"Don't Ask, Don't Tell" is History

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President Obama has just signed the law allowing openly gay men and women to serve in the U.S. military. “This morning I am proud to sign a law bringing an end to ‘Don’t Ask, Don’t Tell,” he said. No one should have to “sacrifice their integrity” to wear the uniform of the U.S. armed forces, he said.

President Obama signs legislation repealing "Don't Ask, Don't Tell" / White House photo

He singled out Defense Secretary Robert Gates and Adm. Mike Mullen, chairman of the Joint Chiefs of Staff, for helping him achieve a campaign pledge to end the 17-year old ban. He added that his conversations with each of the four military service chiefs has convinced him that the training necessary before the ban is officially lifted can be done “swiftly.” He added that “we are not going to be dragging our feet to get this done.”

The Pentagon itself is basking in public approval, which isn’t something it always gets. It has this daily clipping service that rounds up stories on the military that it sends via email to thousands of Defense Department officials in Washington and around the world. Generally, they’re dispatches from war zones, committee hearings and Oval Office meetings – everything an action officer needs to know about what’s going on before that first briefing with the boss at oh-dark-thirty each morning.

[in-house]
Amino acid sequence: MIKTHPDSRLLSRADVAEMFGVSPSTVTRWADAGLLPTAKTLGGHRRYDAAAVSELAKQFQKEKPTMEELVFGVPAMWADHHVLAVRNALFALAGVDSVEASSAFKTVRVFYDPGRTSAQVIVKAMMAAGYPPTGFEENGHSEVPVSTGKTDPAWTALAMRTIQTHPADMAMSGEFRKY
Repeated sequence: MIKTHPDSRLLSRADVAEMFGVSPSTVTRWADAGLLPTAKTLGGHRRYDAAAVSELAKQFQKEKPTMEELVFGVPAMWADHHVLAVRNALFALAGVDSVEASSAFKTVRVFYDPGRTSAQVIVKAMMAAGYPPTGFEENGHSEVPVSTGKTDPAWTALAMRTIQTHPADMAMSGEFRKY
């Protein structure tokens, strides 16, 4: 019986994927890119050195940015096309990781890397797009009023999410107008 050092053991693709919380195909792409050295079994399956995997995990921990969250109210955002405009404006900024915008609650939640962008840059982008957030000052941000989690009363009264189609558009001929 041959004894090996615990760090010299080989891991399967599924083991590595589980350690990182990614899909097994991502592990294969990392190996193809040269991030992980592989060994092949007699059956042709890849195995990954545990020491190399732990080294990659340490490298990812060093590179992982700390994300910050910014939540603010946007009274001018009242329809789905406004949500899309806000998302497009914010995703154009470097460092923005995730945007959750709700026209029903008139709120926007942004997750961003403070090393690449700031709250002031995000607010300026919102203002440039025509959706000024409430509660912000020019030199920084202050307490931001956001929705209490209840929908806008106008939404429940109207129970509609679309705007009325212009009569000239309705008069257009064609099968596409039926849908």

At the bottom of the list are occasional editorials from various newspapers. Beyond stories reporting on Pentagon actions, these editorials are read avidly by everyone from top Defense Department officials to lowly officers eager for approval from the wider world. Often, they don’t get it and such editorials can sting. But this week – for three days running now – there have been a total of 15 editorials, all praising the Senate for repealing “Don’t Ask, Don’t Tell.”

The papers praising the step are not just from the reliably Democratic northeast – journals from more conservative precincts including the Arizona Republic, the Dallas Morning News, the Houston Chronicle, the Kansas City Star and the Memphis Commercial Appeal all have hailed the move. Not sure if this means the country was ahead of the politicians in lifting the ban on openly gay service, or if newspaper editorial writers are inherently more relaxed about such matters. Most likely: some of each. But the unanimity, so far anyway, is surprising.